By Mark Roye
For The Cordova Times
Vicious attacks on so-called social media directed toward those of our community that have been working assiduously to assure that our community is spared as much as possible the effects of COVID-19 are not only dishonorable, but directly counter-productive.
No one is seeking to shut down any fishery. Completely to the contrary, these efforts are directed not only at protecting the health of the community, but protecting the fisheries and conducting them safely and ensuring the economic wellbeing of the town and all of its businesses.
Cordova gets only one chance to get all of this exactly right. There is no room for error. Should an outbreak of COVID-19 strike either the fleet or any of the processors, not only regulators, but market forces will act quickly to effectively close down not only the fishery, but other affected businesses as well. The closure of numerous meatpacking plants across the nation, as well as a fish processing facility in Astoria, Oregon should leave little doubt about this compelling reality.
It’s all well and good for the city to enact policies, or for processors to file paper plans, but without implementation or enforcement that’s all they are — so much paper.
There have already been numerous reported positive cases in the state’s critically important seafood industry. Recent positive tests in Cordova and Dillingham have been hailed by some as proof that the plans are working. This is only partly true. In the Cordova case, the individual was to have been adequately tested before departure from Seattle. In the Dillingham case the worker was to have been quarantined in Anchorage and transported to Dillingham by chartered plane only afterward. Instead he flew to town on a commercial flight, and was quarantined locally along with several others. They must all now repeat that process. In both cases the processors’ plans had not been adequately implemented. Fortunately, both instances were detected before the disease took hold within the confines of a crowded work or bunkhouse environment. It is precisely for this reason that Dillingham has now passed an ordinance requiring a negative test before anyone can be released from quarantine.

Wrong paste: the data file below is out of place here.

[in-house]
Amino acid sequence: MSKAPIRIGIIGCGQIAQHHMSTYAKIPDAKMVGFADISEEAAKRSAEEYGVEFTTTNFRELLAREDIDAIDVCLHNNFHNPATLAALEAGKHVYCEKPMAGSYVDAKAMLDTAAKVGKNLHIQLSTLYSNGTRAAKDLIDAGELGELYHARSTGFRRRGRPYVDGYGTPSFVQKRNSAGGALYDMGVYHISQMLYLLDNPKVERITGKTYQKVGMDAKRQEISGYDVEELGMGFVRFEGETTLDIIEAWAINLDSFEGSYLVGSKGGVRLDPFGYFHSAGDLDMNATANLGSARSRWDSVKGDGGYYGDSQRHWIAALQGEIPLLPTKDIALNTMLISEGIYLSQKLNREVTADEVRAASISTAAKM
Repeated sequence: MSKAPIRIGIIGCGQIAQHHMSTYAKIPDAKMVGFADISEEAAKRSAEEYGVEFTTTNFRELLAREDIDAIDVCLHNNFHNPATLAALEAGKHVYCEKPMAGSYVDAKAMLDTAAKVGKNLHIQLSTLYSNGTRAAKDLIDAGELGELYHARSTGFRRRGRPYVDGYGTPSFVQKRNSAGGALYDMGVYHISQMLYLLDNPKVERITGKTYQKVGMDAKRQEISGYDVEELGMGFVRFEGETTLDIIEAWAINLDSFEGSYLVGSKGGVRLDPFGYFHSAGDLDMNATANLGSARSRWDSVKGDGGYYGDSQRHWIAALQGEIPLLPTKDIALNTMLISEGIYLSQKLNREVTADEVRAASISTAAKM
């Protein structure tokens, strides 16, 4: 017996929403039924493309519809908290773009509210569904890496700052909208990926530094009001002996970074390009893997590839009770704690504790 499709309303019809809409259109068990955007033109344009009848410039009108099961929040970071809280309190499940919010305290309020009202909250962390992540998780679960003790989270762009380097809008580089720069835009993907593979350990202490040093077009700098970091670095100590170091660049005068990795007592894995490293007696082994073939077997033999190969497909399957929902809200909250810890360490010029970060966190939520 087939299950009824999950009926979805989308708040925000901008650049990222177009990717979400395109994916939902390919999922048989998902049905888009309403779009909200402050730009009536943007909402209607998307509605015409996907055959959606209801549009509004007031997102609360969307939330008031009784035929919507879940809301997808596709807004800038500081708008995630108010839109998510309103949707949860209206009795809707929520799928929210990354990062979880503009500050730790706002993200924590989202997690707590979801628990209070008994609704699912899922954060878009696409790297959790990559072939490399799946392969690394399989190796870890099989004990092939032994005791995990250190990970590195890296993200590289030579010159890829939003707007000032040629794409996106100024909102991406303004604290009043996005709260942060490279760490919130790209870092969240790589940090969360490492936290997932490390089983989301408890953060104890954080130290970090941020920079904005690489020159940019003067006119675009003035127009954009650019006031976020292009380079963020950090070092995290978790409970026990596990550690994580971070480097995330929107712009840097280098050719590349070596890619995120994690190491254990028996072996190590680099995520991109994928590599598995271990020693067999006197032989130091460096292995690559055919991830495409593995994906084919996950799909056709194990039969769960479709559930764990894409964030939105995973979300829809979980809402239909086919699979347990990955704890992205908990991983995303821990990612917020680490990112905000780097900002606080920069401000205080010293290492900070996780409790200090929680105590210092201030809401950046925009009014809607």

Far more than the Copper River gillnet fishery is at stake here. Should an outbreak occur within one or more canneries, it is likely that a full closure would result, either imposed by health officials, or by the refusal of workers to continue to be exposed to such danger. That would in turn gravely imperil the far more extensive — and lucrative — seine fishery soon to follow. Were this to happen, every merchant, tradesman, service provider or supplier in town would suffer devastating economic consequences. This must be avoided at all costs.
Instead of attacking those working hard to assure that this does not happen, we all should be doing everything within our power to achieve this same end. Numerous recent reports of processor workers wandering about town despite cannery plans, boats closely rafted together despite the need for social distancing, or refusals to wear masks, must not be seen as an expression of personal freedom but as a breach of the duty we all owe to each other to do all in our power to assure that this season can be conducted safely and productively.
If you’re not concerned about your own health, or that of others, perhaps you should think only of your wallet. If we don’t get it right and we have an outbreak, processors will be shut down, fisheries will be forced to close as a consequence, and merchants will be economically devastated. This is not a political matter, but purely one of epidemiology and market economics. It’s up to all of us to assure a successful outcome.
Mark Roye is a Cordova-based retired fisherman who also served as the supervising attorney for the Bethel Regional Office of Alaska Legal Services.